How nice of the Organisation for Economic Co-operation and Development (OECD) to remind us all, in its new research, that income inequality has a “statistically significant impact” on economic growth!
Perhaps its next report will be entitled “Egg-sucking for grannies”.
It seems that hardly a day goes by without someone telling us this simple fact of life. It isn’t that long since Inequality Briefing told us that a reduction of the gap between the richest and poorest in the UK – to the levels in Denmark or the Netherlands (both of which are roughly on the same level as this country economically) – would put an extra £2,500 in every household’s budget.
That, in turn, would give the economy a major uplift because it boosts spending power. More money would flow through the system and the fiscal multiplier would be higher – meaning the amount of value it creates as it works its way to the Treasury as tax payments would be greater. Then – in a properly-working economy – it would go back into the economy as government investment and the process would start again.
We don’t have a properly-working economy; we have a Tory economy.
That’s why the message has to be repeated constantly, in the same way a teacher might have to repeat a lesson to an uncomprehending child (in this case, George Osborne).
The OECD’s finding that redistribution of wealth via taxes and benefits does not hamper economic growth will fall on deaf ears while George Osborne is the resident of 11 Downing Street. He has been cutting taxes on the rich, and reducing benefits for the poor.
According to the OECD, the gap between rich and poor is at the highest level in 30 years among its 34 members. The richest 10 per cent earn, on average, 9.5 times the poorest whereas – in the 1980s – they earned 7 times as much. Osborne thinks this is a good thing, even though the economy is stuttering on the edge of another precipice.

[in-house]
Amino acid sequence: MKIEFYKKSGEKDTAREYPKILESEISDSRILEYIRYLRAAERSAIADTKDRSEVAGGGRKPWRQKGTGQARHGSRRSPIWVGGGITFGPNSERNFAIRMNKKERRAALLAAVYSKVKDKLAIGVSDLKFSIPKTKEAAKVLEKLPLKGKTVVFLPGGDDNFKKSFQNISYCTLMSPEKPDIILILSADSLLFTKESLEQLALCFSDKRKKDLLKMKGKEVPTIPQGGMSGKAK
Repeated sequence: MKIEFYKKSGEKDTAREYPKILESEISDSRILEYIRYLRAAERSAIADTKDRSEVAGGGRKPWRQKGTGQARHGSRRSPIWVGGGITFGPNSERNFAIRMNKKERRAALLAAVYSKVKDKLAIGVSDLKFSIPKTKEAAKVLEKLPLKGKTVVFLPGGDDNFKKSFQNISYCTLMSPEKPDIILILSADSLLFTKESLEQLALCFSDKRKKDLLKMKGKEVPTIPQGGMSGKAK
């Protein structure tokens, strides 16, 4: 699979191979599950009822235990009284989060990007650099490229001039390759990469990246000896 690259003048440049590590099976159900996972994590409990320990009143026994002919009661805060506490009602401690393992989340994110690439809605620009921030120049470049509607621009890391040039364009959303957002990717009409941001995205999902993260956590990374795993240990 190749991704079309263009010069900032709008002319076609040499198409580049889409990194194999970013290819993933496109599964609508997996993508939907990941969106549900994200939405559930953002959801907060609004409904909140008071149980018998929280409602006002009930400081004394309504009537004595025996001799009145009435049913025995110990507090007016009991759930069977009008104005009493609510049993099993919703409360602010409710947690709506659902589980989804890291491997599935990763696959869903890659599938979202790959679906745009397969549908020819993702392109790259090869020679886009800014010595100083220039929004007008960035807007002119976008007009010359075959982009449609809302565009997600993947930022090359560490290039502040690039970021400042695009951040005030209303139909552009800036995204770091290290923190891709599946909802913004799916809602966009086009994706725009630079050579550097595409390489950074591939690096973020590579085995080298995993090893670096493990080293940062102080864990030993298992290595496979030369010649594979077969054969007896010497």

His policies are designed to increase the income gap: Benefits have been capped to ensure they do not increase in line with inflation – meaning employers are free to pay their workers less, saying that there are plenty of unemployed people who would be happy to take the lower amount. Trade unions are toothless, having had all the fight taken out of them during the first neoliberal Tory government of the 1980s.
The result will be less money flowing through the economy, meaning lower tax income for the Treasury, making it harder to provide public services (as Osborne intends). This provides an excuse for public services to be cut in favour of inferior but more expensive privatised systems that put even more cash into the hands of the rich and starve the economy still further. Debt increases exponentially and the United Kingdom doesn’t just fall over the economic precipice – we leap into the chasm like a lemming in a Disney movie.
The fact is, George Osborne is a Tory. He’ll never accept that his ideas are wrong for the United Kingdom. Whether that means he has been lying to you about his plans, or he is just really, truly stupid, we may never know.
So the OECD’s message isn’t for him at all.
It’s for you – and anybody else who will listen.
The only way to improve our standard of living is to rid the country of Tory neoliberal economic idiocy, by voting them out at the next general election, and taking steps to ensure they can never return on the back of the discredited foolishness they’ve been peddling to us.
The only way that can happen is if we – individually and personally – take responsibility for educating the people around us to understand the faults in Tory ideology and the dangers they represent.
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